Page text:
How to clear up hazardous spills

Freshly cleaned bathrooms, nourishing cooking oil, insect sprays and vibrant paints help make your home liveable. But when they’re spilt they can spell disaster for your home and even for you. Stay safe from fume inhalation, skin damage and the risk of falls by managing product spills quickly and effectively with these top tips.

Cooking oil spills

Cooking oil spills

Olive oil, avocado oil and rice bran oil are all trendy at the moment thanks to the wellness trend, but trendy or not, oil spills can be dangerous. When any type of oil escapes the pan it can be make your floor excessively slick making you slip and fall even from just a few drops. Oil spills become even more frustrating when you try to clean them, with the oil smudging and sliding, rather than lifting off your floor or carpet.

Start by removing as much oil as possible by placing two layers of paper towel over the spill to absorb the excess. Next, use an absorbent sponge to wipe away any lingering oil. If you stop there, your floor will still have a slick coat of oil, so go one step further and use a powerful grease-fighting dishwashing liquid and sponge or mop to completely clean the area. Let it dry, then feel free to re-use the area as normal.

Chemical-based cleaning product spills

The satisfaction of cleaning your home, and inhaling that fresh, invigorating scent of cleaning product on glistening tiles is unbeatable. This satisfaction can quickly change to distress when your product spills onto the tiles, onto your carpet or even onto yourself. As most cleaning products are designed to be rinsed off surfaces. Leaving them sitting on any surface, particularly your skin can be dangerous and corrosive.

Not only do cleaning products make tiles slippery, they can also emit dangerous fumes that can damage your respiratory system. If you notice a spill on your tiles or hard floor, absorb the spill with paper towel as soon as possible, and leave the room’s windows and doors open to allow air flow. If you notice a spill onto carpet or soft flooring, lightly rinse the area with cold water, then absorb the spill with an absorbent cloth and tea towel.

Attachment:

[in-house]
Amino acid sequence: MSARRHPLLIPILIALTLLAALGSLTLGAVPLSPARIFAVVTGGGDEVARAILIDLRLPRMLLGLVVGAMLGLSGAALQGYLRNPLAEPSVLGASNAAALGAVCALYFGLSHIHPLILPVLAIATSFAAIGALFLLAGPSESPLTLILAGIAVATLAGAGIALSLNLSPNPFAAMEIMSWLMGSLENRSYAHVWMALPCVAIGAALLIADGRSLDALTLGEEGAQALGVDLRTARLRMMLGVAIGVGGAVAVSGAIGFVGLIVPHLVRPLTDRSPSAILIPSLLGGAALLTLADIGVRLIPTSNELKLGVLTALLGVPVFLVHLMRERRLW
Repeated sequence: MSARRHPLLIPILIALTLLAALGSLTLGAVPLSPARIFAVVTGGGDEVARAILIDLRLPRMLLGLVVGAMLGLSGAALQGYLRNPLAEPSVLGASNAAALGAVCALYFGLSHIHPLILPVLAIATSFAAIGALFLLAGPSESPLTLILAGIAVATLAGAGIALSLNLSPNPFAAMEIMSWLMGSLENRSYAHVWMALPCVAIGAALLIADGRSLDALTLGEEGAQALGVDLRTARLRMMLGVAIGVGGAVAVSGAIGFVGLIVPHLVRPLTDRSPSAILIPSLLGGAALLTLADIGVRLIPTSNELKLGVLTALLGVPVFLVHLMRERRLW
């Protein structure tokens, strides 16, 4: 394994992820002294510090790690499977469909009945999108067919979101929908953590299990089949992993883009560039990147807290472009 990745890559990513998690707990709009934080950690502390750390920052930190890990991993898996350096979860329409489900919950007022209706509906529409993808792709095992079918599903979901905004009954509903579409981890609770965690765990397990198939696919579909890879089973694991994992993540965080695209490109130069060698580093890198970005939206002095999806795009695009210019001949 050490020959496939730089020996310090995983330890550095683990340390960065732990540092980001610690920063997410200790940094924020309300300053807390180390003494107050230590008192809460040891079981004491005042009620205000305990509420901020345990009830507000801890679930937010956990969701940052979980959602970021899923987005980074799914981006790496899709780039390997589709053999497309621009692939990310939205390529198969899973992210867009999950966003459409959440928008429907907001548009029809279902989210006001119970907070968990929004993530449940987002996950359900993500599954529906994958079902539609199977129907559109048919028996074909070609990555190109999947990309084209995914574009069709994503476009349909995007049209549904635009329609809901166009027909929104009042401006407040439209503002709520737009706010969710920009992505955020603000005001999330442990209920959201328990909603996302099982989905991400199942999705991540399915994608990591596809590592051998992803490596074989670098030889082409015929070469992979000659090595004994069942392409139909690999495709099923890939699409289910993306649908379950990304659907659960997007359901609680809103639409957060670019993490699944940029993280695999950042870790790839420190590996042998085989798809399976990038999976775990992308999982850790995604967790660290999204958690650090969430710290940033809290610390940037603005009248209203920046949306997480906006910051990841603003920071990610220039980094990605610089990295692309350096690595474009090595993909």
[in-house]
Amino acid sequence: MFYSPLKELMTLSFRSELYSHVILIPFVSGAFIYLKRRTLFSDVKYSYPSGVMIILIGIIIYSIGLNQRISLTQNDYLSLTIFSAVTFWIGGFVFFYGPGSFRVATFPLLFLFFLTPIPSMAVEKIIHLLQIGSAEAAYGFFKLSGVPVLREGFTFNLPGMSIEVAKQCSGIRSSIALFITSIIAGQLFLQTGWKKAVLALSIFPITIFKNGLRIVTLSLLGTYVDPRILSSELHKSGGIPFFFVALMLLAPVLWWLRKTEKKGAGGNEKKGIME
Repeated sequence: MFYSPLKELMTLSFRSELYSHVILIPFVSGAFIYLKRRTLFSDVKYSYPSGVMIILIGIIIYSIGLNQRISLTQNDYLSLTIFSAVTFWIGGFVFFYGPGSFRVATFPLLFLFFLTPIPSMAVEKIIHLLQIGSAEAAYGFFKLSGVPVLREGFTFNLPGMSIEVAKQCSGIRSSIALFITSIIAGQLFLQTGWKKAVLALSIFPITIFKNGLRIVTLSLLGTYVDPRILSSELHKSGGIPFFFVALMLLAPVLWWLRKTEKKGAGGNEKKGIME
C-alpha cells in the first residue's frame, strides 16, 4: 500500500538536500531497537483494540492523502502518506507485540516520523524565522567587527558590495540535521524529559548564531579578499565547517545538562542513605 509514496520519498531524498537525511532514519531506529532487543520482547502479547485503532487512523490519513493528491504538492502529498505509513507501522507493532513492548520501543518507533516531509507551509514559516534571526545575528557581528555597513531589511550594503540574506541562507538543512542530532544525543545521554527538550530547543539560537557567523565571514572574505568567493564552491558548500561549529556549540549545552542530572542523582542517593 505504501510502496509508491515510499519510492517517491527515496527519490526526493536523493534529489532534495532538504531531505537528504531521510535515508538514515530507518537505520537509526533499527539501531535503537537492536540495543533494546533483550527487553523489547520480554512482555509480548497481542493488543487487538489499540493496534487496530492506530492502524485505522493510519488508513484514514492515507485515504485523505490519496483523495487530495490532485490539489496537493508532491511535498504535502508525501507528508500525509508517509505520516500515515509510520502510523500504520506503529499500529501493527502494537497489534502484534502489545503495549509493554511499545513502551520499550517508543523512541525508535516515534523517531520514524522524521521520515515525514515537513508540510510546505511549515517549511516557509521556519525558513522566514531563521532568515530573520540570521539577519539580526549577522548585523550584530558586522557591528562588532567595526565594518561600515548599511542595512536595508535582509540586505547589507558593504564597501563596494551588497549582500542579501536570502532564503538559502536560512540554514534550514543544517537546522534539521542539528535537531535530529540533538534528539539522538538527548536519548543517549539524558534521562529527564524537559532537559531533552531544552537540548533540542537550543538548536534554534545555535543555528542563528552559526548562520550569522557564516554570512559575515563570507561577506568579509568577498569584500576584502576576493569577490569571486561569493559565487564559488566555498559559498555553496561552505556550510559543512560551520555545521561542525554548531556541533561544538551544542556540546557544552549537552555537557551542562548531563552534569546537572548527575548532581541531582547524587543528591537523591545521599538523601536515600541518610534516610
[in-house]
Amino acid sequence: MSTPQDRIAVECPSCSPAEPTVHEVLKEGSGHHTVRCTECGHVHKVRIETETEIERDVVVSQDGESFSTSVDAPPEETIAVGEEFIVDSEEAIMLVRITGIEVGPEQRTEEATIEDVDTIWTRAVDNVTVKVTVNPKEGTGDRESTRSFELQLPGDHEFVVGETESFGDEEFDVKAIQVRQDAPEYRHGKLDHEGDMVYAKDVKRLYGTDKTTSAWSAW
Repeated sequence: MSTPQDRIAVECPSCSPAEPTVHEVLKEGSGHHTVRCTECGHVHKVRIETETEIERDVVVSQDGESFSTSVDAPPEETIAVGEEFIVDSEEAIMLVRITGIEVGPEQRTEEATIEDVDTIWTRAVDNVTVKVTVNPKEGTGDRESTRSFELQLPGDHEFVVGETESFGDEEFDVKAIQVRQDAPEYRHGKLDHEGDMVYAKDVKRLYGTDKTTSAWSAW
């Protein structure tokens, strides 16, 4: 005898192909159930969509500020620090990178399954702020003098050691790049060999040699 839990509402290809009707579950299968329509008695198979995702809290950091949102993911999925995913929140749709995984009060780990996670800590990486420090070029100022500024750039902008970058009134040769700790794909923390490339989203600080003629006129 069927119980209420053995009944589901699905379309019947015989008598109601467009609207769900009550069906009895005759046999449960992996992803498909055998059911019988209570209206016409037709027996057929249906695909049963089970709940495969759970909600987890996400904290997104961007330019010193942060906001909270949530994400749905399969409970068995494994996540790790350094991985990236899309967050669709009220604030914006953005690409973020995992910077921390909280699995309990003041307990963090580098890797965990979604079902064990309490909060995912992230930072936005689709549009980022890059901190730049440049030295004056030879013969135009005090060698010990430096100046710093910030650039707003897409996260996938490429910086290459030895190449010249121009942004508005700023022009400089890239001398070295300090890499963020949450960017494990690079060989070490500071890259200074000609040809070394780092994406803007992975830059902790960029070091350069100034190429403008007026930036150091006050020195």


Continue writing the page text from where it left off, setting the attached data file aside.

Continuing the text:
If you spill cleaning product on yourself, always put the area of skin under running water to completely rinse the spill away. Completely dry the area and leave it exposed until the skin is dry. Avoid applying moisturiser to the skin as it can lock in any lingering particles of the product.

Paint spills

Paint spills

Paint spills are less dangerous to you, but far more difficult to clean than many other spills as the paint can start to dry. If you’ve spilt acrylic paint on your floor while working on your next masterpiece, no worries! Water will dilute the paint, so wet the area with water and use an absorbent sponge to soak it up. You may need detergent to mobilise the paint if it has started to dry.

If you’ve been on a DIY mission and you’ve spilt oil-based house paint, cleaning this will be trickier and you have to act straight away. Look for mineral turpentine; the clear strong-smelling ‘terps’ will work quickly to move the paint and you can slowly wipe it up with paper towel. If you’ve spilt paint on your carpet, use as little turpentine as possible so you don’t ruin the integrity and soft-feel of your carpet.

If your spill involves house paint and turpentine just won’t clean it, you may need to use paint stripper on the area. If you have floorboards though, it can discolour them so only use paint stripper as a last resort.

Pesticide spray and liquid spills

Most pesticides are bought in spray cans, but other options encased in plastic or pellet form can lead to spills if tipped over or punctured. Pesticides contain nasty chemicals that act on an insect’s nervous system to kill them, making them dangerous for both you and your pets. Make sure you clean up these spills as soon as possible to avoid exposure to you and your household.

Always use rubber gloves when you’re cleaning up a pesticide spill to avoid contact with your skin, and use a disposable cloth, such as a Chux, to wipe up the pesticide. If you’ve spilled pellets, spend time looking for any that may have slipped under cabinets, and vacuum the area to ensure no pellets remain, causing potential danger to your kids or pets.

If you spill chemicals, oil, paint or pesticide at home, don’t panic. Use the handy tips above to act quickly and manage the spill before it gets out of control and causes damage.

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